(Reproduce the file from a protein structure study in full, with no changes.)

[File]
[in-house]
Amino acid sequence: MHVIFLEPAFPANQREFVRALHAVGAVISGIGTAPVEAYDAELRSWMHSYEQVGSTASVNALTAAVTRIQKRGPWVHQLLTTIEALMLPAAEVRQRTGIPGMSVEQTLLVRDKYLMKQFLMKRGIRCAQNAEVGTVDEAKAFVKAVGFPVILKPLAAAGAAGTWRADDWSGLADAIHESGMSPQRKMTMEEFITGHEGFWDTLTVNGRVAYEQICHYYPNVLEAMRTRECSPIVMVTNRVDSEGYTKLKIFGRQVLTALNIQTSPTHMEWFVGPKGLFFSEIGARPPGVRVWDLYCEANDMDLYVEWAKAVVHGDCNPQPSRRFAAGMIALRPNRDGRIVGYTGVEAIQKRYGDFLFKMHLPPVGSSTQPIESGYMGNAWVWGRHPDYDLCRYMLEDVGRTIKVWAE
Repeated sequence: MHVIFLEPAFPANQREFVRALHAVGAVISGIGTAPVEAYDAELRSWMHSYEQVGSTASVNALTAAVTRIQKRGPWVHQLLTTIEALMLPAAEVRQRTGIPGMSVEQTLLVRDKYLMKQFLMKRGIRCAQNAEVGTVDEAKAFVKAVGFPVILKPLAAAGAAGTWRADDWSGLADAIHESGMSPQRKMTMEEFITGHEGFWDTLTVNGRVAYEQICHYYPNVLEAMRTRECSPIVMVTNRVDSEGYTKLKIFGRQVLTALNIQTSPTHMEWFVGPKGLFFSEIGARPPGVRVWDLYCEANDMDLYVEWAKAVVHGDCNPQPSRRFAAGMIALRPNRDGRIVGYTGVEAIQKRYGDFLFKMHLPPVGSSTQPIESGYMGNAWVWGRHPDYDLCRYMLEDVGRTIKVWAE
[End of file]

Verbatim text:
[in-house]
Amino acid sequence: MHVIFLEPAFPANQREFVRALHAVGAVISGIGTAPVEAYDAELRSWMHSYEQVGSTASVNALTAAVTRIQKRGPWVHQLLTTIEALMLPAAEVRQRTGIPGMSVEQTLLVRDKYLMKQFLMKRGIRCAQNAEVGTVDEAKAFVKAVGFPVILKPLAAAGAAGTWRADDWSGLADAIHESGMSPQRKMTMEEFITGHEGFWDTLTVNGRVAYEQICHYYPNVLEAMRTRECSPIVMVTNRVDSEGYTKLKIFGRQVLTALNIQTSPTHMEWFVGPKGLFFSEIGARPPGVRVWDLYCEANDMDLYVEWAKAVVHGDCNPQPSRRFAAGMIALRPNRDGRIVGYTGVEAIQKRYGDFLFKMHLPPVGSSTQPIESGYMGNAWVWGRHPDYDLCRYMLEDVGRTIKVWAE
Repeated sequence: MHVIFLEPAFPANQREFVRALHAVGAVISGIGTAPVEAYDAELRSWMHSYEQVGSTASVNALTAAVTRIQKRGPWVHQLLTTIEALMLPAAEVRQRTGIPGMSVEQTLLVRDKYLMKQFLMKRGIRCAQNAEVGTVDEAKAFVKAVGFPVILKPLAAAGAAGTWRADDWSGLADAIHESGMSPQRKMTMEEFITGHEGFWDTLTVNGRVAYEQICHYYPNVLEAMRTRECSPIVMVTNRVDSEGYTKLKIFGRQVLTALNIQTSPTHMEWFVGPKGLFFSEIGARPPGVRVWDLYCEANDMDLYVEWAKAVVHGDCNPQPSRRFAAGMIALRPNRDGRIVGYTGVEAIQKRYGDFLFKMHLPPVGSSTQPIESGYMGNAWVWGRHPDYDLCRYMLEDVGRTIKVWAE